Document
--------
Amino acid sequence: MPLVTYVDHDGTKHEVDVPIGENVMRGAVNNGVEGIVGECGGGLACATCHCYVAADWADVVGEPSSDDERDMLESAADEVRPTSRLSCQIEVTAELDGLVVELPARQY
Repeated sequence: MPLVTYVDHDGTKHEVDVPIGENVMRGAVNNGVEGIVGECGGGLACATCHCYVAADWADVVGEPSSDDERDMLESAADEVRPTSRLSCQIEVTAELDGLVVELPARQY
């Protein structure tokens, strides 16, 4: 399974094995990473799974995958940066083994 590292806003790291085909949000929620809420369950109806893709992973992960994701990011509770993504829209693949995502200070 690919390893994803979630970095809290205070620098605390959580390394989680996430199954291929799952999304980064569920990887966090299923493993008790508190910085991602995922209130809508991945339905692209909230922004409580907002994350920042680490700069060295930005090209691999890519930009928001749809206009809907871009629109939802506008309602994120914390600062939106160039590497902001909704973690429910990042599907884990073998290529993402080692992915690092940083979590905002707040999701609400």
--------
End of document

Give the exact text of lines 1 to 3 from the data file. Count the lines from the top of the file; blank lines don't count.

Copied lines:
Amino acid sequence: MPLVTYVDHDGTKHEVDVPIGENVMRGAVNNGVEGIVGECGGGLACATCHCYVAADWADVVGEPSSDDERDMLESAADEVRPTSRLSCQIEVTAELDGLVVELPARQY
Repeated sequence: MPLVTYVDHDGTKHEVDVPIGENVMRGAVNNGVEGIVGECGGGLACATCHCYVAADWADVVGEPSSDDERDMLESAADEVRPTSRLSCQIEVTAELDGLVVELPARQY
């Protein structure tokens, strides 16, 4: 399974094995990473799974995958940066083994 590292806003790291085909949000929620809420369950109806893709992973992960994701990011509770993504829209693949995502200070 690919390893994803979630970095809290205070620098605390959580390394989680996430199954291929799952999304980064569920990887966090299923493993008790508190910085991602995922209130809508991945339905692209909230922004409580907002994350920042680490700069060295930005090209691999890519930009928001749809206009809907871009629109939802506008309602994120914390600062939106160039590497902001909704973690429910990042599907884990073998290529993402080692992915690092940083979590905002707040999701609400």